The Art of Mathematics Carol Jacoby

 Science

Conversations, explorations, conjectures solved and unsolved, mathematicians and beautiful mathematics. No math background required.

Stop Overselling Mathematics
Alon Amit, prolific Quora math answerer, argues that an honest representation of mathematical ideas is enough to spark interest in math. It's not necessary to exaggerate the role of math; the golden ratio does not drive the stock market, the solution of the Riemann hypothesis will not kill cryptography, and Grothendieck did not advance robotics. History and seeing the thought process and the struggle behind the tight finished proof are ways to make math compelling.

Math for Kids: It's not a Spectator Sport
Dave Cole, the author of the Math Kids series of books, talks about introducing kids to math as a fun challenge and puzzle beyond the rote memorization they've come to expect. Kids who like to read are enticed by puzzles and mysteries. Möbius strips, Pascal's triangle, and other concepts that are new to them, make them marvel, "Is this math?" They see patterns and learn to make and even prove conjectures.

Egyptian Fractions
Neil Epstein, Associate Professor of Mathematics at George Mason University, introduces us to the fractions used by the ancient Egyptians, well before the Greeks and Romans. The Egyptian fractions all had a unit numerator. They could represent any fraction as a sum of unique unit fractions, a fact that was not proved until centuries later. These sums inspired conjectures, one of which was proved only recently, while others remain unsolved to this day. Recent work extends these concepts beyond fractions of integers. Human heritage goes way back, but is still inspiring modern research.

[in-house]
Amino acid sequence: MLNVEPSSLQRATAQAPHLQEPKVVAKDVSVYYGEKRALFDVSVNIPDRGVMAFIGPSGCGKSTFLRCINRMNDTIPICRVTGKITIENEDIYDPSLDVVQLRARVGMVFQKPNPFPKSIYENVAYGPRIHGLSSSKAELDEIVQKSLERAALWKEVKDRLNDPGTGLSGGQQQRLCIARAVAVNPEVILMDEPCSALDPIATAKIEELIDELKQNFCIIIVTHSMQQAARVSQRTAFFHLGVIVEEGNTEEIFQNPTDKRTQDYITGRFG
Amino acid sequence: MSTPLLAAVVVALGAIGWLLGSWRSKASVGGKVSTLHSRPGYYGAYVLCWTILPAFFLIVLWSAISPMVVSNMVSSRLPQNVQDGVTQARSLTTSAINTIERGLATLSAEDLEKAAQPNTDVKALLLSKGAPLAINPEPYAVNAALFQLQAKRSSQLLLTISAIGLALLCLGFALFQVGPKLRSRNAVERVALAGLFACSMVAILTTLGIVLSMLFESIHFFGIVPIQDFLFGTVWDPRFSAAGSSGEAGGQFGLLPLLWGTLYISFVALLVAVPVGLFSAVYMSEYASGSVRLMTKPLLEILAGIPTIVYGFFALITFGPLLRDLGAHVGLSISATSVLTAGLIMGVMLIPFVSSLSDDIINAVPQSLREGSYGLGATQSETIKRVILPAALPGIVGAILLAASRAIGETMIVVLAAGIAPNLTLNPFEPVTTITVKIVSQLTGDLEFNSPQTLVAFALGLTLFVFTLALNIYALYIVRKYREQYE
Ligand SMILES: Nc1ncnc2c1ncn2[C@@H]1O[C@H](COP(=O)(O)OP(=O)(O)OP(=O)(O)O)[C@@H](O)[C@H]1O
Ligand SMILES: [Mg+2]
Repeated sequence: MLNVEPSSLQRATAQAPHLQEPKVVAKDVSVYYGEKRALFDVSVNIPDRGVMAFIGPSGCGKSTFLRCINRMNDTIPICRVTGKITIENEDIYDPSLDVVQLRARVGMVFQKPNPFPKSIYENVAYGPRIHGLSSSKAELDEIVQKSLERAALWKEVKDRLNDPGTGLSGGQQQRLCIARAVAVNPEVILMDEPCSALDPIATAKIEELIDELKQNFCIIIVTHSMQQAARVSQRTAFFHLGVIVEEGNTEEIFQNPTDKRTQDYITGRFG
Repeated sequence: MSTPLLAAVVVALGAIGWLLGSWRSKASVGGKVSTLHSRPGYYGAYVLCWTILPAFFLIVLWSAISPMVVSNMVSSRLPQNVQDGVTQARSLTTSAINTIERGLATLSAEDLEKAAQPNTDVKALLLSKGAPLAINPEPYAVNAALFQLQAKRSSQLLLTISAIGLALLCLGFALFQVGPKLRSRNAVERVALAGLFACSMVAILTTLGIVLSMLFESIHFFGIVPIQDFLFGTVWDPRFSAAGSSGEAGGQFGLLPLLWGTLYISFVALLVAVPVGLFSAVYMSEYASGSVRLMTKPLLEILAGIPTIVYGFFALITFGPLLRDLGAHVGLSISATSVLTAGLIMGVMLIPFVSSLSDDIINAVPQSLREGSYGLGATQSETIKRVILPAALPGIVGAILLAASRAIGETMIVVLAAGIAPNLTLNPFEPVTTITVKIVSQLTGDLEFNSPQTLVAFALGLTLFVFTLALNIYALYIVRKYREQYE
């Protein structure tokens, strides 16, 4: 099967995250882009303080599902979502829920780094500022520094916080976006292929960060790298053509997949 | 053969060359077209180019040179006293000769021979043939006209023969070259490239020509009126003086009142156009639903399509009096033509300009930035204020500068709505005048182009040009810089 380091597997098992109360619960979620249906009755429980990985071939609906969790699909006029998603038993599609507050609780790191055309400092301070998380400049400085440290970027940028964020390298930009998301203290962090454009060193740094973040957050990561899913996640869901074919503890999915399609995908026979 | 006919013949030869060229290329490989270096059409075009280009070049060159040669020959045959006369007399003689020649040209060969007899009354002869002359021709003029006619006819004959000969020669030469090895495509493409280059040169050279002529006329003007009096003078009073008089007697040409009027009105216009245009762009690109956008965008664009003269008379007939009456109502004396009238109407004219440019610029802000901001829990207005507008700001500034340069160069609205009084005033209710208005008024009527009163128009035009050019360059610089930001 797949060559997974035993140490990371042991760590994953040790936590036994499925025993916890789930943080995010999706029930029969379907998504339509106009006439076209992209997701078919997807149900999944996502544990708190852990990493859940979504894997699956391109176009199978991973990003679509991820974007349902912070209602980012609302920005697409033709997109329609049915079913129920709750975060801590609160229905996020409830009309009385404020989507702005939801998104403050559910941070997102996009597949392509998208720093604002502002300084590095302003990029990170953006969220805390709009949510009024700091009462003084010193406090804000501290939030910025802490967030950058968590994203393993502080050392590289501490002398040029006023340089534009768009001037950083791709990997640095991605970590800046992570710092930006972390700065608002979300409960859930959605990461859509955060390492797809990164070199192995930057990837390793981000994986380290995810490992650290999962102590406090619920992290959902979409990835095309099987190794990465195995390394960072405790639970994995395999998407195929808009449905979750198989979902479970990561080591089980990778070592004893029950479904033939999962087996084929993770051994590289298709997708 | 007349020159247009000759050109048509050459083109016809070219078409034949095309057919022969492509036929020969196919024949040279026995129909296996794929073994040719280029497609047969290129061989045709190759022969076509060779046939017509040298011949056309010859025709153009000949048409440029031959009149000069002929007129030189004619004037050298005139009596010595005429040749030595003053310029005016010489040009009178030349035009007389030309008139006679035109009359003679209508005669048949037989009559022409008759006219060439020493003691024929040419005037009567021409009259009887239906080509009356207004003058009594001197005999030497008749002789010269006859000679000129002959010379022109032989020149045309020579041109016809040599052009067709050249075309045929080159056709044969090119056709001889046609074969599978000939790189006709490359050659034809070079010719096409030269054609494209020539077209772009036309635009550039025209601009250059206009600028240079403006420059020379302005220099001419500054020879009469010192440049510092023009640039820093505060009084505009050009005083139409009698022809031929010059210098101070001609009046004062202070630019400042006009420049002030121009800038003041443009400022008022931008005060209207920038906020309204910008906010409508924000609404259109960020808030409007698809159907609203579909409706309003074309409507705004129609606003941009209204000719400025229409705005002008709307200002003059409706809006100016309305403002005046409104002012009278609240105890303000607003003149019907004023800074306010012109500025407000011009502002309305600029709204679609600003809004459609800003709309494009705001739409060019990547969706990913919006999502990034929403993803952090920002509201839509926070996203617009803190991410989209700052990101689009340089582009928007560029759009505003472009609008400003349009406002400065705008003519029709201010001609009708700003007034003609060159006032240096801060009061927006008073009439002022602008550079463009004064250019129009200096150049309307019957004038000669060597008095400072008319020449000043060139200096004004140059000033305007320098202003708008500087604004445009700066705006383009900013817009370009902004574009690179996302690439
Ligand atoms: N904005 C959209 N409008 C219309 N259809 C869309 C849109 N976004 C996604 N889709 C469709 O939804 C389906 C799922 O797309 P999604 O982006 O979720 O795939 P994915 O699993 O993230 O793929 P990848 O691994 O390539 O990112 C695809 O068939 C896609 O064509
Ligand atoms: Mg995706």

Da Vinci's Math Teacher: Merging the Practical and Theoretical
Jeanne Lazzarini joins us again to introduce us to the mathematician Luca Pacioli, whose views of numbers and shapes influenced Leonardo da Vinci, leading to a period of art and invention. His book, De Divina Proportione, is the only book ever illustrated by da Vinci. The Renaissance was a period when mathematicians studied art and artists studied mathematics. As da Vinci said, "Everything connects."

Alon Amit, sharing the mathematical journey in Quora and Math Circles
Alon Amit, probably the most prolific answerer of math questions on Quora, shares his reasons for his deep involvement. He seeks to share the journey, the exploration and stumbles of solving a problem. He's especially drawn to questions that will teach him things, even if he never completes the answer. He also shares his joy of problem solving with kids through Math Circles. One example problem, involving only 4 dots, can be worked on by a young child, yet affords deep exploration.

Too Much Math in the Schools? These Books Counter That Narrow View
Lee Kraftchick continues his tour of books about math written for the nonmathematician like himself. We also can't let go of Gödel Escher Bach. Lee cites an opinion piece in the Washington Post, titled, "The Problem with Schools Today is Too Much Math," which gives a very narrow view of what math is. He counters it with a response (see theartofmathematicspodcast.com) and more books that demonstrate that math provides "pleasures which all the arts afford." He also discusses books about math and the real world and compilations of the broad range of mathematics.